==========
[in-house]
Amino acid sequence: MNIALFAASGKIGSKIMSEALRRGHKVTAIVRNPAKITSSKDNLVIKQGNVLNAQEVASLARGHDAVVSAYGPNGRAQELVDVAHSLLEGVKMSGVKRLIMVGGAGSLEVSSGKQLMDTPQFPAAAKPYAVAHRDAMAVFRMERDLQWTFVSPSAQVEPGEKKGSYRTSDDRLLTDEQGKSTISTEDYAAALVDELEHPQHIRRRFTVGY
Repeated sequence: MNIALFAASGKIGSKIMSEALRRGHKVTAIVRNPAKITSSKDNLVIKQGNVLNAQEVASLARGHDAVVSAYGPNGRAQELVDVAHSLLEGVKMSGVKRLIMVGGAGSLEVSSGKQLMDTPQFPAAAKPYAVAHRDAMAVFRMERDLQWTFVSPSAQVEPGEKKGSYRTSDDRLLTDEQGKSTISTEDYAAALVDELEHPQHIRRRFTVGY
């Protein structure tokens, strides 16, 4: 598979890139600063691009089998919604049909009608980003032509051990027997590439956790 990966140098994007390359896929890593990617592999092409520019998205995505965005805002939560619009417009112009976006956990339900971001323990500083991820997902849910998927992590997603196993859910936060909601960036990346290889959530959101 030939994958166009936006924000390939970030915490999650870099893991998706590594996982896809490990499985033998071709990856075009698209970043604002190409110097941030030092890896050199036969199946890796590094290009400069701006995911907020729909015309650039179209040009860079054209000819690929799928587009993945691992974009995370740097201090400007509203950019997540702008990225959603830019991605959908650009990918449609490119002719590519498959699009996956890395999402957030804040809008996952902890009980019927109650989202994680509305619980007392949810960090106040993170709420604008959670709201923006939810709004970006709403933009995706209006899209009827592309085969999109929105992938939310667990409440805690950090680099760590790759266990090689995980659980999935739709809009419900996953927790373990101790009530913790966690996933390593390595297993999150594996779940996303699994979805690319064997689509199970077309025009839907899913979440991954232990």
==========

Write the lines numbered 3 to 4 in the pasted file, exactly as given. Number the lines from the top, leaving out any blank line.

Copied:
Repeated sequence: MNIALFAASGKIGSKIMSEALRRGHKVTAIVRNPAKITSSKDNLVIKQGNVLNAQEVASLARGHDAVVSAYGPNGRAQELVDVAHSLLEGVKMSGVKRLIMVGGAGSLEVSSGKQLMDTPQFPAAAKPYAVAHRDAMAVFRMERDLQWTFVSPSAQVEPGEKKGSYRTSDDRLLTDEQGKSTISTEDYAAALVDELEHPQHIRRRFTVGY
């Protein structure tokens, strides 16, 4: 598979890139600063691009089998919604049909009608980003032509051990027997590439956790 990966140098994007390359896929890593990617592999092409520019998205995505965005805002939560619009417009112009976006956990339900971001323990500083991820997902849910998927992590997603196993859910936060909601960036990346290889959530959101 030939994958166009936006924000390939970030915490999650870099893991998706590594996982896809490990499985033998071709990856075009698209970043604002190409110097941030030092890896050199036969199946890796590094290009400069701006995911907020729909015309650039179209040009860079054209000819690929799928587009993945691992974009995370740097201090400007509203950019997540702008990225959603830019991605959908650009990918449609490119002719590519498959699009996956890395999402957030804040809008996952902890009980019927109650989202994680509305619980007392949810960090106040993170709420604008959670709201923006939810709004970006709403933009995706209006899209009827592309085969999109929105992938939310667990409440805690950090680099760590790759266990090689995980659980999935739709809009419900996953927790373990101790009530913790966690996933390593390595297993999150594996779940996303699994979805690319064997689509199970077309025009839907899913979440991954232990």